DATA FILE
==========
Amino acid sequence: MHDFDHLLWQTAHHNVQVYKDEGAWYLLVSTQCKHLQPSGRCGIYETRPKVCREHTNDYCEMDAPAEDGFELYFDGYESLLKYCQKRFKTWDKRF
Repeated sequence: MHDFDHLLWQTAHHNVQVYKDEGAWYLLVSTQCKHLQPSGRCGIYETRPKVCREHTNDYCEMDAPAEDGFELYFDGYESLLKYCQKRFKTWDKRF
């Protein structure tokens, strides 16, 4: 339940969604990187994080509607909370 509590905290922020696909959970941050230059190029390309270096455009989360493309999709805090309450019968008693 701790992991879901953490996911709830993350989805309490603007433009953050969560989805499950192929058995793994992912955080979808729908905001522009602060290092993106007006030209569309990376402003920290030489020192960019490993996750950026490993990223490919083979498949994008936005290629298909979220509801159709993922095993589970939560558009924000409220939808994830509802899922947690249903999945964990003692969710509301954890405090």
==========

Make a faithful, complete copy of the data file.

Amino acid sequence: MHDFDHLLWQTAHHNVQVYKDEGAWYLLVSTQCKHLQPSGRCGIYETRPKVCREHTNDYCEMDAPAEDGFELYFDGYESLLKYCQKRFKTWDKRF
Repeated sequence: MHDFDHLLWQTAHHNVQVYKDEGAWYLLVSTQCKHLQPSGRCGIYETRPKVCREHTNDYCEMDAPAEDGFELYFDGYESLLKYCQKRFKTWDKRF
């Protein structure tokens, strides 16, 4: 339940969604990187994080509607909370 509590905290922020696909959970941050230059190029390309270096455009989360493309999709805090309450019968008693 701790992991879901953490996911709830993350989805309490603007433009953050969560989805499950192929058995793994992912955080979808729908905001522009602060290092993106007006030209569309990376402003920290030489020192960019490993996750950026490993990223490919083979498949994008936005290629298909979220509801159709993922095993589970939560558009924000409220939808994830509802899922947690249903999945964990003692969710509301954890405090």